Coxswains embrace key role
Nick Runkel, Staff Writer
April 12, 2012
Filed under Sports
The quarterback, the point guard, the catcher and the coxswain. All of these positions have the power to control the pace of their team’s match, game or race.
While most people are aware of the roles of leaders in other sports, crew coxswains are a relatively unknown, but vital part of the crew team.
“A coxswain plays a key part in motivating the boat and controlling the boat’s pace,” junior coxswain Nick Rehor said.
Junior coxswain Marissa Kleiman said a coxswain can never have an off day, because their performance is critical to how the boat performs overall.
“Rowers can tell if you are not giving it all you have, and how can I ask people on my boat to work really hard if I’m not trying very hard myself?” Kleiman said.
Coxswains are generally built different than rowers. An average coxswain is smaller, and because of this, he or she must find ways other than physical strength or rowing ability to earn respect from the rowers.
“It can be difficult at times to maintain a level of respect with the rowers; coxswains usually work out at practice so that we can say that we are working hard as well,” Kleiman said. “I give orders to people that are a lot bigger than I am, so finding a balance for that can be difficult.”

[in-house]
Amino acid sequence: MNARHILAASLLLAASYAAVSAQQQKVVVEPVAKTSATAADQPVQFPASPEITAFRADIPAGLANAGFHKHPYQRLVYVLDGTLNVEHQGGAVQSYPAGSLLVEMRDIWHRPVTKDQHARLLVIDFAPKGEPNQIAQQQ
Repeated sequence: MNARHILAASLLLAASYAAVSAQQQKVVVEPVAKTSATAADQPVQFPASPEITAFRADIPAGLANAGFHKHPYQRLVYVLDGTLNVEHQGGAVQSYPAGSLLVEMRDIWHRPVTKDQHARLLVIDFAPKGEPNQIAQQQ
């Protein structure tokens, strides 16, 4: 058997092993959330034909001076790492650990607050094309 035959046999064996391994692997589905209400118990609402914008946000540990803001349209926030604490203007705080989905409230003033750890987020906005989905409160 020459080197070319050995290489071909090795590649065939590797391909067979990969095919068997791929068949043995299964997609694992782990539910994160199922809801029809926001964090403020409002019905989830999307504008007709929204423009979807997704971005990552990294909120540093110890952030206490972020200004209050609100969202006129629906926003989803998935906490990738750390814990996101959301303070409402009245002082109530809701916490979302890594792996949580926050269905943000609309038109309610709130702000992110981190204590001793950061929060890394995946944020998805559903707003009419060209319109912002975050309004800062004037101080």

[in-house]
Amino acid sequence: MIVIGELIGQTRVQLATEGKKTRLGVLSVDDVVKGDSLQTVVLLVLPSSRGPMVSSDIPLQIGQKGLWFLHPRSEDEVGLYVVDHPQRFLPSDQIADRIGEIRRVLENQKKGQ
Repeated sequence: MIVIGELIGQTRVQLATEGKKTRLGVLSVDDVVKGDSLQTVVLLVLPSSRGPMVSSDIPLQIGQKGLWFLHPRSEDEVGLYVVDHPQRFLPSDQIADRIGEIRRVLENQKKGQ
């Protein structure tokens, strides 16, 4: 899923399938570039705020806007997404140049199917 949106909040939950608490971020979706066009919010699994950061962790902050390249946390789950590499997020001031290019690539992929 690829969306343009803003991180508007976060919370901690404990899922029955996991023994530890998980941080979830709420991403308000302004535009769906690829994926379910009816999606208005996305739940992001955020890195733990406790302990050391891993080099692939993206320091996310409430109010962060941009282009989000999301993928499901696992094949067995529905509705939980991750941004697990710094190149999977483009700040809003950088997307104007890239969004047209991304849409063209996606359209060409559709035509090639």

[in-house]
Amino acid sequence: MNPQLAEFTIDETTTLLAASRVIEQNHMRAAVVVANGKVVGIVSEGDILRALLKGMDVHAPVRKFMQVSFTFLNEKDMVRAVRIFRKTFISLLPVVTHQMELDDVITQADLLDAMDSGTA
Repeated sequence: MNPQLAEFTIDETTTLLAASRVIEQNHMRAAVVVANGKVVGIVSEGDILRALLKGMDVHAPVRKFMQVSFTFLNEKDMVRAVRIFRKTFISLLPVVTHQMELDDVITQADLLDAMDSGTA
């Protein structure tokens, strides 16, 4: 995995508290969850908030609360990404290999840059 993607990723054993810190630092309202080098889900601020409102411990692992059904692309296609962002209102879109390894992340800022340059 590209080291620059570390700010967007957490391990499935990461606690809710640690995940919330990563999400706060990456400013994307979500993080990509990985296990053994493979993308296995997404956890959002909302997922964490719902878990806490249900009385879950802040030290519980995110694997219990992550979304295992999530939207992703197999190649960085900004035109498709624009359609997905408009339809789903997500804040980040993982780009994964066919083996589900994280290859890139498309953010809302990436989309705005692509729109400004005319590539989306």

In the heat of the race, rowers often look to their coxswain for motivation and advice.
“When you are rowing, you are so focused on your own performance and keeping a rhythm with the rest of the boat that you’re not paying attention to what is going on around you,” junior Hunter Madden said. “Coxswains usually call out where we are in a race and it really does help knowing where you are.”
Madden said coxswains are also called upon to help teach and correct the rowers technique.
“Part of the coxswain’s job is to help call out what a rower is doing wrong at the time, and it can help during a race especially,” Madden said.
On race day, the coxswain must be on top of everything going on during the race: the conditions, the ability of their rowers, and their competition.
Said sophomore Robbie Sirney said, “They control the boat, and if you have a coxswain that doesn’t know what they’re doing, you can’t win a race.”